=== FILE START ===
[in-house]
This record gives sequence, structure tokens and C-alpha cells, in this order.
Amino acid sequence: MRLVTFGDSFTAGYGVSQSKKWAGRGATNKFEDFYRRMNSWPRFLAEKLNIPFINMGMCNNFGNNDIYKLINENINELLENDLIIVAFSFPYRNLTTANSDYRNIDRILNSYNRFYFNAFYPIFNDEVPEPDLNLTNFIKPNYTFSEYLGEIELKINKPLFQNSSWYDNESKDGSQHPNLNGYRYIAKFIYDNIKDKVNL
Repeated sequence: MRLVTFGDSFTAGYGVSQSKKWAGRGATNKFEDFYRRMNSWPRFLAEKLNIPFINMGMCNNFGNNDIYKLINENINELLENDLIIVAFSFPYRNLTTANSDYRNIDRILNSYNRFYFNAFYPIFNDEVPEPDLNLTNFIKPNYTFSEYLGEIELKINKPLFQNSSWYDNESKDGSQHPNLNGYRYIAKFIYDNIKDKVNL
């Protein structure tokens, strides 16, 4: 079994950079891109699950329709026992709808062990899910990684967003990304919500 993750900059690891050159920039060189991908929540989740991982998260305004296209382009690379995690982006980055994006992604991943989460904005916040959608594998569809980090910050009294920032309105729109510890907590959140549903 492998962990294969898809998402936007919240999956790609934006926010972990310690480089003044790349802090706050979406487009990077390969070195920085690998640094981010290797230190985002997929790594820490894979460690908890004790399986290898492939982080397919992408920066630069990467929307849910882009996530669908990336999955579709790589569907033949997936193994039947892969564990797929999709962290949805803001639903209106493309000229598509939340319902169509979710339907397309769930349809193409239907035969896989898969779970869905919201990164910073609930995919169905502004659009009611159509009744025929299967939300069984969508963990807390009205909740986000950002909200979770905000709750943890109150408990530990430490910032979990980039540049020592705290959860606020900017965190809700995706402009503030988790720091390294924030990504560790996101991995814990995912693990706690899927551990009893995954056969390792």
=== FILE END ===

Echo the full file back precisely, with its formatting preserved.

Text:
[in-house]
This record gives sequence, structure tokens and C-alpha cells, in this order.
Amino acid sequence: MRLVTFGDSFTAGYGVSQSKKWAGRGATNKFEDFYRRMNSWPRFLAEKLNIPFINMGMCNNFGNNDIYKLINENINELLENDLIIVAFSFPYRNLTTANSDYRNIDRILNSYNRFYFNAFYPIFNDEVPEPDLNLTNFIKPNYTFSEYLGEIELKINKPLFQNSSWYDNESKDGSQHPNLNGYRYIAKFIYDNIKDKVNL
Repeated sequence: MRLVTFGDSFTAGYGVSQSKKWAGRGATNKFEDFYRRMNSWPRFLAEKLNIPFINMGMCNNFGNNDIYKLINENINELLENDLIIVAFSFPYRNLTTANSDYRNIDRILNSYNRFYFNAFYPIFNDEVPEPDLNLTNFIKPNYTFSEYLGEIELKINKPLFQNSSWYDNESKDGSQHPNLNGYRYIAKFIYDNIKDKVNL
């Protein structure tokens, strides 16, 4: 079994950079891109699950329709026992709808062990899910990684967003990304919500 993750900059690891050159920039060189991908929540989740991982998260305004296209382009690379995690982006980055994006992604991943989460904005916040959608594998569809980090910050009294920032309105729109510890907590959140549903 492998962990294969898809998402936007919240999956790609934006926010972990310690480089003044790349802090706050979406487009990077390969070195920085690998640094981010290797230190985002997929790594820490894979460690908890004790399986290898492939982080397919992408920066630069990467929307849910882009996530669908990336999955579709790589569907033949997936193994039947892969564990797929999709962290949805803001639903209106493309000229598509939340319902169509979710339907397309769930349809193409239907035969896989898969779970869905919201990164910073609930995919169905502004659009009611159509009744025929299967939300069984969508963990807390009205909740986000950002909200979770905000709750943890109150408990530990430490910032979990980039540049020592705290959860606020900017965190809700995706402009503030988790720091390294924030990504560790996101991995814990995912693990706690899927551990009893995954056969390792």